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Journal Article


Perry TR, Wierenga CE, Kaye WH, Brown TA. Behav. Ther. 2021; 52(5): 1105-1113.


(Copyright © 2021, Association for Behavioral and Cognitive Therapies, Publisher Elsevier Publishing)






Previous research has demonstrated that both suicidal ideation (SI) and eating disorders (EDs) are associated with poor interoceptive awareness (IA). Suicidality research has demonstrated that the IA dimension of lower body trust is associated with SI, suicide plans, and suicide attempts. Similarly, in ED samples, recent research supports that low body trust has been the most robust dimension of IA associated with eating pathology. However, to date, research is lacking in how dimensions of IA may be associated with SI in an ED sample, above and beyond the impact of eating pathology on SI. Thus, in a clinical ED sample, the present study sought to determine which IA dimensions predict the presence and severity of SI, above and beyond ED symptoms. Participants (N = 102) completed a clinical interview assessing SI and self-report assessments including the Multidimensional Assessment of Interoceptive Awareness (MAIA).

RESULTS demonstrated that patients with current SI reported greater ED psychopathology, lower MAIA Attention Regulation, MAIA Self-Regulation, and MAIA Trusting scores compared to patients without SI. Higher ED psychopathology and lower MAIA Attention Regulation, Self-Regulation, and Trusting subscale scores were all significantly associated with the presence of SI. However, only low MAIA Trusting scores predicted the presence of SI, above and beyond covariates (age, depression, and eating pathology). No MAIA subscales were correlated with the severity of SI. Consistent with previous research, results suggest low MAIA Trusting scores may be associated with SI in ED samples and highlight the need for future research on mechanisms of these associations.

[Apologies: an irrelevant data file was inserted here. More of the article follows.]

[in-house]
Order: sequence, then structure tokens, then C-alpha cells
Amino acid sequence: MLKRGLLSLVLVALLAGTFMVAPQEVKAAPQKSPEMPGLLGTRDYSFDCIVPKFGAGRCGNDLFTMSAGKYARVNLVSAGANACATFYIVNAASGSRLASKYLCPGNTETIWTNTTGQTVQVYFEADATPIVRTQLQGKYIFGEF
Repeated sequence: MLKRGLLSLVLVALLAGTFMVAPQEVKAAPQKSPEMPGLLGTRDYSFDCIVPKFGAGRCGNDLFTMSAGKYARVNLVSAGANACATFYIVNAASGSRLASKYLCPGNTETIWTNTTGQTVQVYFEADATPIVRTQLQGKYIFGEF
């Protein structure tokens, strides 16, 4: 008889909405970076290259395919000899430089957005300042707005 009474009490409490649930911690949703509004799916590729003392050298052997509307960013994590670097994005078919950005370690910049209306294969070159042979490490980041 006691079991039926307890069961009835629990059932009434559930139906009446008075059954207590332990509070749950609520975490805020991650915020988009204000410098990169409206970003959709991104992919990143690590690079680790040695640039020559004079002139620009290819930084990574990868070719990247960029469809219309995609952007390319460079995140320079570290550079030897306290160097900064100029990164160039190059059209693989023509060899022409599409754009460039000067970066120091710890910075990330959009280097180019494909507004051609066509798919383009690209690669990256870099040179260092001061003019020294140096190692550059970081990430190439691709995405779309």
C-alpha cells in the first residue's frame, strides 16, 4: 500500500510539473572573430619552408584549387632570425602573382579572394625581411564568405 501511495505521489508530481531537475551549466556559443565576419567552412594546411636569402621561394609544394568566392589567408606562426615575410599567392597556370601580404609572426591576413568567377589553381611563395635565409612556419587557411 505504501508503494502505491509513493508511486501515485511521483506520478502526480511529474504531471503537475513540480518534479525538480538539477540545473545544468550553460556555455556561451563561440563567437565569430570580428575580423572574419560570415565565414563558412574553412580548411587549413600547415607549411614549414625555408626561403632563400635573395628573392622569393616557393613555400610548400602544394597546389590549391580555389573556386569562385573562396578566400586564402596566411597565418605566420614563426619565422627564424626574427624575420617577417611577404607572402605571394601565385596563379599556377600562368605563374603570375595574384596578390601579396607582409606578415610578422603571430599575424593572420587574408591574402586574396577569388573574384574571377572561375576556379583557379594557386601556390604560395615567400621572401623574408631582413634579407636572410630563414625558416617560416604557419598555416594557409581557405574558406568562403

Language: en


suicidal ideation; body trust; eating disorders; interoceptive awareness


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